Gruden says he can pronounce Tannehill, but can he stop him?
MIAMI (AP) — With this week's game preparations completed for the Oakland Raiders, coach Jon Gruden is confident he knows the Miami Dolphins' playbook, personnel and pronunciations.
That's not the way Gruden said the name when he was a network TV analyst talking about Ryan Tannehill.
"He always pronounced my name funny: 'Tanney-hill,'" the Dolphins quarterback recalls with a laugh.
Gruden stands corrected.
"I called him that on Monday Night Football a time or two," the Raiders' first-year coach says. "I knew a guy named Steve Taneyhill who played quarterback at South Carolina. You can't fault me; I'm human like everybody else. But I know his name now for sure."
With that issue settled, here are other things to know about Sunday's matchup between Miami (2-0) and Oakland (0-2):
KEEPING IT GROUNDED: Tannehill's name may be foremost for the Raiders' defense, but he has handed off more than he has thrown in the first two weeks. That's a big change from last year, when the Dolphins threw 64 percent of the time, the NFL's highest rate.
With Miami 2-0 for the first time since 2013, Tannehill's happy to pass less.
"I'm good with whatever is winning," he says. "Whatever scores points."
Oakland's soft run defense makes it likely Miami running backs Kenyan Drake and Frank Gore will get plenty of touches. Broncos rookie Phillip Lindsay ran for 107 yards last week against the Raiders, and they're allowing an average of 5.7 yards per rush, worst in the league.
ON TARGET: The Raiders' Derek Carr bounced back from a three-interception performance in the opener to complete 29 of 32 passes in a one-point loss at Denver. His 90.6 completion percentage was the best ever for a QB with at least 30 attempts, and would have been better if not for a key drop on fourth-and-1 by Keith Smith.
Carr says he's already able to anticipate what play Gruden will call next.
"We're building that, and it's going to take time to continue to build that," he says. "But it's kind of cool to already be thinking what he's thinking before it even comes out."
NELSON'S TURN: Oakland's biggest offseason addition at the skill positions hasn't paid off yet: Jordy Nelson has just five receptions for 53 yards.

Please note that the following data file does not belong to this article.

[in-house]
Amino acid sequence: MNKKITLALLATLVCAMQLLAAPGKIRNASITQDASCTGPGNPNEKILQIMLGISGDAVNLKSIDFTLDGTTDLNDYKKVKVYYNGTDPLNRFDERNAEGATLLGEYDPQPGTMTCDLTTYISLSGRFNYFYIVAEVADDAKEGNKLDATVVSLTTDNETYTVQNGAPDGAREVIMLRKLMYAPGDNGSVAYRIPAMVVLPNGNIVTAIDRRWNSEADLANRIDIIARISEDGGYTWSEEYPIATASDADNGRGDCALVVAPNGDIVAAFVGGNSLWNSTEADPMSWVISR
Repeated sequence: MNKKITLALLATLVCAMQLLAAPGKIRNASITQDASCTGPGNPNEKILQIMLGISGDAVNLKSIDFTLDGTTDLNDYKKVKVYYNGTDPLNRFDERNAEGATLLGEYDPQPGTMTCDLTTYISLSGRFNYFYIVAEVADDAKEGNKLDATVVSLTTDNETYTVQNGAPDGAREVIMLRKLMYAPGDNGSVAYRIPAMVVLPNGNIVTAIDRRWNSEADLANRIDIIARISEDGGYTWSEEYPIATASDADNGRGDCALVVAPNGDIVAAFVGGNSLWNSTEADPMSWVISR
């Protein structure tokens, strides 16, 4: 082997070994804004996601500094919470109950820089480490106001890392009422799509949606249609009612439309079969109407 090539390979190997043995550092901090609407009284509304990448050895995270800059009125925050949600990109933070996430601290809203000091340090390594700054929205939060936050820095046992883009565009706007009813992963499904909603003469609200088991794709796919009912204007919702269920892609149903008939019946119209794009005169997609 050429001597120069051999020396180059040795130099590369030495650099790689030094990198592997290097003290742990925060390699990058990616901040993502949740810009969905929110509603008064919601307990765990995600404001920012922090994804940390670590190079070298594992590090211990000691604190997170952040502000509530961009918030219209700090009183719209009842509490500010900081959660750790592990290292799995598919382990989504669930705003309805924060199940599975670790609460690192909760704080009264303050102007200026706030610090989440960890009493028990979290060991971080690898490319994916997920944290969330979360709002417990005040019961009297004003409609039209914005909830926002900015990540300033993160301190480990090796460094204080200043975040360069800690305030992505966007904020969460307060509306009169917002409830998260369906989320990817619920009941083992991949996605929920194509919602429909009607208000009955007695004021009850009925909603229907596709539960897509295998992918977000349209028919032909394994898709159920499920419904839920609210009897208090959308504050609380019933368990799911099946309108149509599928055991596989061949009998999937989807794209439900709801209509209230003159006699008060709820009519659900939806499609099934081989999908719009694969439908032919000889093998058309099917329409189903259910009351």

Tight end Jared Cook was the focal point of the passing game in the opener with nine catches for 180 yards, and receiver Amari Cooper got into the act last week with 10 catches for 116 yards.
"It's just matchups and opportunities," Nelson says. "Obviously, Jared had a great game Week 1, Coop had one last week, so maybe I'm in the rotation this week."
VERSATILE: Dolphins newcomer Albert Wilson has become a multiple threat, lining up as a boundary receiver and occasionally in the backfield. He has six catches for 68 yards and a score, and four rushes for 15 yards.
"I've been around a few guys over my time who were similar, but I don't think as dynamic as what he is," coach Adam Gase says. "He's legitimately a guy that is almost built like a running back but plays like a wide receiver."
The speedy Wilson says the way he's being used takes him back to his days as a high school quarterback.
"It's just coach Gase bringing it out, just challenging me to be a better player," Wilson says. "He's definitely bringing it out of me."
PRESSURE POINT: The Raiders did a better job generating heat on the quarterback last week when they had nine pressures, compared with four in the opener, according to SportRadar. But Oakland has just two sacks, tied for second-fewest in the league.
The Raiders traded Khalil Mack before the season, and he has two sacks and 10 pressures for Chicago. Oakland is looking for a replacement elite rusher.
"It's hard to find a great one. It's hard to find a good one. It's hard to find one," Gruden says.
AP Sports Writer Josh Dubow in Oakland, California, contributed to this report.
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